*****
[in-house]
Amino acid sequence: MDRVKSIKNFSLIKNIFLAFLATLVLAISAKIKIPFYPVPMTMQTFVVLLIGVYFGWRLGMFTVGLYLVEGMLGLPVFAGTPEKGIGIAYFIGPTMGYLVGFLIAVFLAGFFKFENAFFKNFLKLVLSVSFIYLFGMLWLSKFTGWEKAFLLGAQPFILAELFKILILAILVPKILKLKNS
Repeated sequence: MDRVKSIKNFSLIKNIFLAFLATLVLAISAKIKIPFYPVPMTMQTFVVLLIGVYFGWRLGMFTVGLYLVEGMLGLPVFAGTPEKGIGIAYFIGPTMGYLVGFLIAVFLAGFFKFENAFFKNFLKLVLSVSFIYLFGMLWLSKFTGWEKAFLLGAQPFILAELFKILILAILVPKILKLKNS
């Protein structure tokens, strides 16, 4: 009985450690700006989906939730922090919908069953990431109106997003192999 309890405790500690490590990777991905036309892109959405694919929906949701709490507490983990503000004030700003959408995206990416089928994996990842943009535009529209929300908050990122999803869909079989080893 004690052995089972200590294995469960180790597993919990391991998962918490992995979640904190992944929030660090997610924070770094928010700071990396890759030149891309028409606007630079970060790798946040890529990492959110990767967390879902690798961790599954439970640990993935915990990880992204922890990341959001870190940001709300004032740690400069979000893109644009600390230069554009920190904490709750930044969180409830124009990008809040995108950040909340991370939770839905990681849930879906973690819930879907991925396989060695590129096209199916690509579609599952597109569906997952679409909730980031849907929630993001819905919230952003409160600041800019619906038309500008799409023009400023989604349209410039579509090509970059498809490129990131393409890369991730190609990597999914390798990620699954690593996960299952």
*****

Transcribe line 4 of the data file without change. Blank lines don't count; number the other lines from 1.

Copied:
């Protein structure tokens, strides 16, 4: 009985450690700006989906939730922090919908069953990431109106997003192999 309890405790500690490590990777991905036309892109959405694919929906949701709490507490983990503000004030700003959408995206990416089928994996990842943009535009529209929300908050990122999803869909079989080893 004690052995089972200590294995469960180790597993919990391991998962918490992995979640904190992944929030660090997610924070770094928010700071990396890759030149891309028409606007630079970060790798946040890529990492959110990767967390879902690798961790599954439970640990993935915990990880992204922890990341959001870190940001709300004032740690400069979000893109644009600390230069554009920190904490709750930044969180409830124009990008809040995108950040909340991370939770839905990681849930879906973690819930879907991925396989060695590129096209199916690509579609599952597109569906997952679409909730980031849907929630993001819905919230952003409160600041800019619906038309500008799409023009400023989604349209410039579509090509970059498809490129990131393409890369991730190609990597999914390798990620699954690593996960299952």